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Book Review: Attracting Native Pollinators

Attracting native pollinatorsAs gardeners we appreciate the value of pollinators. Without them we would not have many of the flowers, vegetables, and fruits that we enjoy in our gardens and on our tables. In fact, about seventy five percent of flowering plants depend on pollinators in order to produce seed or fruit so it behooves all gardeners to ensure that pollinators are protected and encouraged. The Xerces Society’s book, Attracting Native Pollinators, it a giant step forward in the identification, understanding, and protection of pollinators.

The aim of Attracting Native Pollinators is to provide a comprehensive guide for habitat management to benefit pollinating insects. It focuses on native bees but includes material on other invertebrate pollinators such as wasps, butterflies, moths, beetles, and flys. After discussing the biology of pollination, the life cycle and different kinds of pollinators, and the threats faced by pollinators, the book turns to a consideration of strategies to increase both the abundance and variety of pollinators . These strategies involve creating habitats that have four major features in common: a diversity of plants, nesting and egg-laying sites with nesting material, sheltered and undisturbed places for hibernation and overwintering, and freedom from poisonous chemicals. Detailed discussions provide specific information on such topics as providing foraging habitat with a focus on native plants, reducing the impact of land management practices on pollinators, and how farmers, home owners, schools, and community officials can contribute to the overall effort. Regional plant lists provide information on native herbaceous plants, trees and shrubs and sample garden plans suggest ways of incorporating them into the landscape. One of the most outstanding section in the book the one devoted to the identification and description of over 30 different species of native bee. Did you know that there are over fifty different kinds of bumble bee in North America? Or that male digger bees fall asleep holding onto a plant with their jaws? This section of the book tells you not only indentifying characteristics of each kind of bee, but also about its foraging and nesting habits and associated conservation concerns. A close up photograph of each kind of bee allows the reader to appreciate to differences between them.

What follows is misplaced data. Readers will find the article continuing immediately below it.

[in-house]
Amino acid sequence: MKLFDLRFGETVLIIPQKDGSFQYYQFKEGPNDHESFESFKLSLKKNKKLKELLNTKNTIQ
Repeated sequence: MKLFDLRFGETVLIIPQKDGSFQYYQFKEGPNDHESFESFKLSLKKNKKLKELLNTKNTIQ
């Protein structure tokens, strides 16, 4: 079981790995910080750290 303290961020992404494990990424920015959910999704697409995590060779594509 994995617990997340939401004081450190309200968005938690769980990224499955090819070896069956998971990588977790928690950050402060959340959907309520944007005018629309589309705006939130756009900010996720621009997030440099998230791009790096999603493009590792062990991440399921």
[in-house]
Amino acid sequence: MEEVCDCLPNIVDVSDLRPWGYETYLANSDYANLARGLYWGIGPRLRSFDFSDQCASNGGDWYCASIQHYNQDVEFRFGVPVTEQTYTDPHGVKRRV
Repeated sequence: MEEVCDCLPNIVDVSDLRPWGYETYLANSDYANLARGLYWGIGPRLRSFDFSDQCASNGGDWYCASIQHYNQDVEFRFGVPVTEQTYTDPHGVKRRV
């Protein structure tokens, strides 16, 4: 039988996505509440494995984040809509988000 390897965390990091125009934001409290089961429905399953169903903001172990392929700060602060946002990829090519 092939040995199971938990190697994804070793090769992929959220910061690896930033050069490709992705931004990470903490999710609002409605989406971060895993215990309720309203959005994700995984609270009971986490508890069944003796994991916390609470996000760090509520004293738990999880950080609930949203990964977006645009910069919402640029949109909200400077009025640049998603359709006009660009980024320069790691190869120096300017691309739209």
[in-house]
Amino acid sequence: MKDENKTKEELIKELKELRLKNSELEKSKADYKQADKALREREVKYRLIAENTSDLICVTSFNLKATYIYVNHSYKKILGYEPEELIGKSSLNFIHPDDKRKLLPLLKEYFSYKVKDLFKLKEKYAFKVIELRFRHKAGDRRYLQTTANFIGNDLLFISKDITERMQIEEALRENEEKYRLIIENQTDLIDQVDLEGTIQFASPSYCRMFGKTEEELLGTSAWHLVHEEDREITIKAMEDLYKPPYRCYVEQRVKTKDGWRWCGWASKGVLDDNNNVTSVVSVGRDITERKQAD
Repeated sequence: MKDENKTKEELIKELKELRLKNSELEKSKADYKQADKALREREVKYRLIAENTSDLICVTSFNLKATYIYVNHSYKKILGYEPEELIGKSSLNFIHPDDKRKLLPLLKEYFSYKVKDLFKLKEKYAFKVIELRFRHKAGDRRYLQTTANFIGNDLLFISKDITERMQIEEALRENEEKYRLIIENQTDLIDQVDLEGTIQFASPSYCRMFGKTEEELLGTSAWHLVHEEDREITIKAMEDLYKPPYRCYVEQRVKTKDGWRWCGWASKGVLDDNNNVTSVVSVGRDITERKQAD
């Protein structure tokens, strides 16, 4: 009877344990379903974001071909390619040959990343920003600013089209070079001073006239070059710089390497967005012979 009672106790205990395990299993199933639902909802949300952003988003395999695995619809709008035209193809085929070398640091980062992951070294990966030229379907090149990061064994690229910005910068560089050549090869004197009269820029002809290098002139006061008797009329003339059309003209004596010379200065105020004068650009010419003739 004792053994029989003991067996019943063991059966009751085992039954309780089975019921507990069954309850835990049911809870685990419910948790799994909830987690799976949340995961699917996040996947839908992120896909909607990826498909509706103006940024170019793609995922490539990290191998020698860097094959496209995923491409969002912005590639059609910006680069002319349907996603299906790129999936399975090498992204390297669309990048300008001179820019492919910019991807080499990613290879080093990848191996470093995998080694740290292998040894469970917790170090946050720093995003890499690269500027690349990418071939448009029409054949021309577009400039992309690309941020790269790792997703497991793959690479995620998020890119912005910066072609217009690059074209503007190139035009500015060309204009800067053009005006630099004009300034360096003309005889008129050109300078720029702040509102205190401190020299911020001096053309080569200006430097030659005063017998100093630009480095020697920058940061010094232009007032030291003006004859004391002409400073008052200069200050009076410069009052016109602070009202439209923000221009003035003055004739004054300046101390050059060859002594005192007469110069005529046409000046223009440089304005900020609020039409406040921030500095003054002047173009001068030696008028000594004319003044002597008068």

If you are interested in habit improvement to benefit pollinators, especially native bees, this is the book to buy. Written by staff of the Xerces Society, an international nonprofit organization prominent in pollinator conservation, this book gives you everything you need to help increase the dwindling numbers of pollinators. The style of writing is formal, clear, and easy to understand; the photographs are detailed and visually pleasing. A great resource and addition to the reference section of a home library.

To buy Attracting Native Pollinators: The Xerces Society Guide to Conserving North American Bees and Butterflies and Their Habitat from Amazon.com click here.